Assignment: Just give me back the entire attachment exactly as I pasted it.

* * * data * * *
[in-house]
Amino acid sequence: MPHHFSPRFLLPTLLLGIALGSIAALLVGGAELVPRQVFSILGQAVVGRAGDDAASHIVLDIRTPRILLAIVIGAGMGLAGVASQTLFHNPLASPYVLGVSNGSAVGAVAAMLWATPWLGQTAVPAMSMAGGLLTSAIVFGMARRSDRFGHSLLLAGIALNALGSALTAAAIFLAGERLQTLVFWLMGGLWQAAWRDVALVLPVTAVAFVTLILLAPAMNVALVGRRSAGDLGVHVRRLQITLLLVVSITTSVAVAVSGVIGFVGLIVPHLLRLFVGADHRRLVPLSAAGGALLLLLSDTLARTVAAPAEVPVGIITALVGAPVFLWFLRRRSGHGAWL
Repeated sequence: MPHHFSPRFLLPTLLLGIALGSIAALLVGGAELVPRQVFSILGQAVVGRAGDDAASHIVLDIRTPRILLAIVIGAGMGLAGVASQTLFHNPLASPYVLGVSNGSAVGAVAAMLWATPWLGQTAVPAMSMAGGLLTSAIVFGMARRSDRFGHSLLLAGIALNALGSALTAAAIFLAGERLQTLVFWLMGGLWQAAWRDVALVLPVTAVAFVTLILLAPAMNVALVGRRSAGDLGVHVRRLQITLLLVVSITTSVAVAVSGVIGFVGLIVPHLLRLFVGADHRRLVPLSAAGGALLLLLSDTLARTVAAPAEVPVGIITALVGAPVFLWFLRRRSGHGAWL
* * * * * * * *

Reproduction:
[in-house]
Amino acid sequence: MPHHFSPRFLLPTLLLGIALGSIAALLVGGAELVPRQVFSILGQAVVGRAGDDAASHIVLDIRTPRILLAIVIGAGMGLAGVASQTLFHNPLASPYVLGVSNGSAVGAVAAMLWATPWLGQTAVPAMSMAGGLLTSAIVFGMARRSDRFGHSLLLAGIALNALGSALTAAAIFLAGERLQTLVFWLMGGLWQAAWRDVALVLPVTAVAFVTLILLAPAMNVALVGRRSAGDLGVHVRRLQITLLLVVSITTSVAVAVSGVIGFVGLIVPHLLRLFVGADHRRLVPLSAAGGALLLLLSDTLARTVAAPAEVPVGIITALVGAPVFLWFLRRRSGHGAWL
Repeated sequence: MPHHFSPRFLLPTLLLGIALGSIAALLVGGAELVPRQVFSILGQAVVGRAGDDAASHIVLDIRTPRILLAIVIGAGMGLAGVASQTLFHNPLASPYVLGVSNGSAVGAVAAMLWATPWLGQTAVPAMSMAGGLLTSAIVFGMARRSDRFGHSLLLAGIALNALGSALTAAAIFLAGERLQTLVFWLMGGLWQAAWRDVALVLPVTAVAFVTLILLAPAMNVALVGRRSAGDLGVHVRRLQITLLLVVSITTSVAVAVSGVIGFVGLIVPHLLRLFVGADHRRLVPLSAAGGALLLLLSDTLARTVAAPAEVPVGIITALVGAPVFLWFLRRRSGHGAWL